The worse just happened. Again. Just as the week was about to end, Windows Azure went down worldwide. The service was hit with an outage on Friday, February 22.
Apparently, an SSL certificate expired and took the service down with it. Imagine that! The episode has shades of the when Microsoft let the Hotmail.co.uk domain expire, which was immediately purchased by an individual.
The outage affected HTTPS traffic from affecting storage, though the standard HTTP traffic remained fine. Microsoft confirmed the issue on its website saying that they were dashing to fix the issue:
“Storage is currently experiencing a worldwide outage impacting HTTPS operations (SSL traffic) due to an expired certificate. HTTP traffic is not impacted. We are validating the recovery options before implementing them. Further updates will be published to keep you apprised of the situation. We apologize for any inconvenience this causes our customers.”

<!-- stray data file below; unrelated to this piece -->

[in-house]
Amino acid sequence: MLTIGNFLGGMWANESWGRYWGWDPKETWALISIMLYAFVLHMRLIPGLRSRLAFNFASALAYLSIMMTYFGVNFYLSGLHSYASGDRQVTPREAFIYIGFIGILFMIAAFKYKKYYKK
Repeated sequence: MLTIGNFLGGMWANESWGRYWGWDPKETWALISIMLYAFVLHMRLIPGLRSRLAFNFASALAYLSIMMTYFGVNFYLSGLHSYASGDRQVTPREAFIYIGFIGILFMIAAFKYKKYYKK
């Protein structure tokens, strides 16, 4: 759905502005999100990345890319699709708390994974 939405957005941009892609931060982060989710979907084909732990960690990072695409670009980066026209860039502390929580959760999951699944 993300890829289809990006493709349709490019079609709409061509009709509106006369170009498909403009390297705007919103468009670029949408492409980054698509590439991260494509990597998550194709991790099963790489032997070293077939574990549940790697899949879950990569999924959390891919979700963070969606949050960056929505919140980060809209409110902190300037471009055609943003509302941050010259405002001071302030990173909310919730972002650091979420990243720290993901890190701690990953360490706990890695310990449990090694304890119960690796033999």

Oh well, happens to the best, as they say!
Luckily the problem was fixed the very next day. Redmond confirmed that the service was 99 percent available early Saturday, and went completely online by 8 pm Pacific Standard Time.
Understandably, human mistakes like this happen, but the big question that arises is why Microsoft could not have automated something like this. Even the most basic of software come with such abilities, but this is a massive cloud endeavor with billion dollar investment we are speaking of.
Nevertheless, outages like these are not adding one bit to the overall credibility and reliability of cloud. This one was not terribly severe, but hopefully Microsoft and other cloud providers learn some valuable lessons from this incident.